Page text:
Posted by: fluffy at March 13, 2008 10:56 AM
"I live in SOMA and consider this area of Oakland nicer in some respects than SOMA."
I would rather walk through SOMA anyday than this part of Oakland at night. I feel that in Oakland you are prey while in SF it's more of just normal city crime. In Oakland you always being hunted. Don't get me wrong, I love the east bay, but the crime and lack respect for life and property in Oakland is just sad.
Posted by: anon at March 13, 2008 11:19 AM
"I would rather walk through SOMA anyday than this part of Oakland at night."
Odd. I've never quite understood how people have preconceived notions of areas such as this and downright unjustified paranoria. I've been "hunted" in SOMA and have been prey on an occasion or two. Crime is crime. If you're hunted in Oakland, you're hunted in San Francisco or any other city for that matter.
If you've see the crime stats for this neighborhood you'll know it's not a high crime area.
That said, it's a beautiful building and it's wonderful its being preserved instead of torn down.
Posted by: mow at March 13, 2008 4:58 PM
I used to volunteer for a non-profit directly across Telegraph from this building. The company was in the Latham Building. The area is probably one of Oakland's most rapidly gentrifying neighborhoods. There's been a ton of progress just in the last three years in this area.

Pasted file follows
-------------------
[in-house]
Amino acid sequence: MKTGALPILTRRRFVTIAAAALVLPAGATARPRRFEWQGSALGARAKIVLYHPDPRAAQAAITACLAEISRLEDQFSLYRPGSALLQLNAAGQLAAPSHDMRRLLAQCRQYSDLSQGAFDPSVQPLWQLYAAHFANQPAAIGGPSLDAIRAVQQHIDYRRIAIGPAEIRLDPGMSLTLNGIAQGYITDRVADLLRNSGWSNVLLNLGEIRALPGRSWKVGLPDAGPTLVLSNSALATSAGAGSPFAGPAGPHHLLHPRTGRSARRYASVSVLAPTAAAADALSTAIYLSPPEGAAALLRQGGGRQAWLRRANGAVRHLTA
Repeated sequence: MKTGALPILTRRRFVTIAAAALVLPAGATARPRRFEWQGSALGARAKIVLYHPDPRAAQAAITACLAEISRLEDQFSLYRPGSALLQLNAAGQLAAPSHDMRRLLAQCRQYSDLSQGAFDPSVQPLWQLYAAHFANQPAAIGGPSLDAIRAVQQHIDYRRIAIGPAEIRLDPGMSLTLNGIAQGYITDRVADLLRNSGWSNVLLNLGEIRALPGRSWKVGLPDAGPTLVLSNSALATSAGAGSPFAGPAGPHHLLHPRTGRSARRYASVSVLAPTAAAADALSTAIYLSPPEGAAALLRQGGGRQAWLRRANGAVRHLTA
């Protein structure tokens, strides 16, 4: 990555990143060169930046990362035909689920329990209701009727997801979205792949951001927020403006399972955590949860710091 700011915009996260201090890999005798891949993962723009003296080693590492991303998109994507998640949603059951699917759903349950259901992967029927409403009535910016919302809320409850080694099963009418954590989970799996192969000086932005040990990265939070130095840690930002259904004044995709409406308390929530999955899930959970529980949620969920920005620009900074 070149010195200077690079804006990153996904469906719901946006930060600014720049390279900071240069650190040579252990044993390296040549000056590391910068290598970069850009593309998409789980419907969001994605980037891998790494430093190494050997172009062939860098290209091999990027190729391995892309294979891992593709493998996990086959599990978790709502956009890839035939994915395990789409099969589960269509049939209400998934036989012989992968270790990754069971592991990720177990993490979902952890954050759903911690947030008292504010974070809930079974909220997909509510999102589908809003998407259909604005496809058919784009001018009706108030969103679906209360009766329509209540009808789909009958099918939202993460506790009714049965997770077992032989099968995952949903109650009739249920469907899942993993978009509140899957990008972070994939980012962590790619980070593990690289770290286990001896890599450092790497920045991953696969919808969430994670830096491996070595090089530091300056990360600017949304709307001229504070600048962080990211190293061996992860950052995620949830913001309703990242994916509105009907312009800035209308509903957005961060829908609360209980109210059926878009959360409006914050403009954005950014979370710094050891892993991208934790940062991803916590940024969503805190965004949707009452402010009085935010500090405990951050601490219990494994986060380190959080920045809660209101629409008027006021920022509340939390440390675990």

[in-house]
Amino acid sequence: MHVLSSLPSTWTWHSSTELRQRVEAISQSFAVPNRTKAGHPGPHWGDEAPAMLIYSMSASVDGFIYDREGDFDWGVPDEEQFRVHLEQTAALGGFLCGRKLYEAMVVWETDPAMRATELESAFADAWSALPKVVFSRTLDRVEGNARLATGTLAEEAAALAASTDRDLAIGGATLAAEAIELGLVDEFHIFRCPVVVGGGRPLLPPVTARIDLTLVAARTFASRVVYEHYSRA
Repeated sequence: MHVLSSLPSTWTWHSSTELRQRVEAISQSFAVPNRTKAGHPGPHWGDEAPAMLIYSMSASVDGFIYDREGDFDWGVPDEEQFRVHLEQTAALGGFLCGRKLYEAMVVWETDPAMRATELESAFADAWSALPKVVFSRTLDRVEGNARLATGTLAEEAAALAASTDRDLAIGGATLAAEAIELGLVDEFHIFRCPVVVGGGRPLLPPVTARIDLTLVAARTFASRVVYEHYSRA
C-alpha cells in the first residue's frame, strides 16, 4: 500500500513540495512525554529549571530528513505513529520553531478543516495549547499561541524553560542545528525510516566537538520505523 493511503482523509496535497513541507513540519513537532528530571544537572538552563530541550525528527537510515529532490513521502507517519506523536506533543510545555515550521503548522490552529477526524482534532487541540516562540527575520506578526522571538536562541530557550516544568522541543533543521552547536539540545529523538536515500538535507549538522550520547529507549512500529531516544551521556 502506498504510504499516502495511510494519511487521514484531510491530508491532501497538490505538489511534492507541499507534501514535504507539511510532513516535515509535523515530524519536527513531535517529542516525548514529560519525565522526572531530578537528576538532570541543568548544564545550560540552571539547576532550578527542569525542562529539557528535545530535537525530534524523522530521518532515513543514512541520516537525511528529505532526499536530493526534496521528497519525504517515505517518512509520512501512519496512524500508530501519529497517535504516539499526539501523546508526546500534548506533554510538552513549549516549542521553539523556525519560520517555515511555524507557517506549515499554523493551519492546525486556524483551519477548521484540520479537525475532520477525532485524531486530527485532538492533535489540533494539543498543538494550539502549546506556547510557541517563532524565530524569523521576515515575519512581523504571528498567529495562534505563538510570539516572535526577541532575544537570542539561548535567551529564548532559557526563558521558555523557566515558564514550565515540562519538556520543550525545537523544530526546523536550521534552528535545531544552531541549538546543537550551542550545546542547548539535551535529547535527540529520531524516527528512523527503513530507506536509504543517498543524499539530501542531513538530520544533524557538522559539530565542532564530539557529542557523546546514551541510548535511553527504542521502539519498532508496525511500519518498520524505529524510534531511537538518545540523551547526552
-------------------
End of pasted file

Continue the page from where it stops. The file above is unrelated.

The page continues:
Quite a few eating establishments have opened up near the Cathedral Building in the past few years (Cafe Van Kleef, Flora, Cafe Madrid, Luka's Taproom to name a few.)
Also, Forest City Enterprises is currently constructing "The Uptown." It is 665 units of condominiums, 9000 sq. ft. of retail and a new 25,000 sq. ft. park. It is slated to open in late 2008. However, with the poor economy who knows how well they'll sell.
During the day, the neighborhood is fine. At night it can be a little sketchy. My hope is that the uptown complex acts as a catalyst for this neighborhood. The neighborhood is on the cusp of being really nice, but like others said it'll take some time.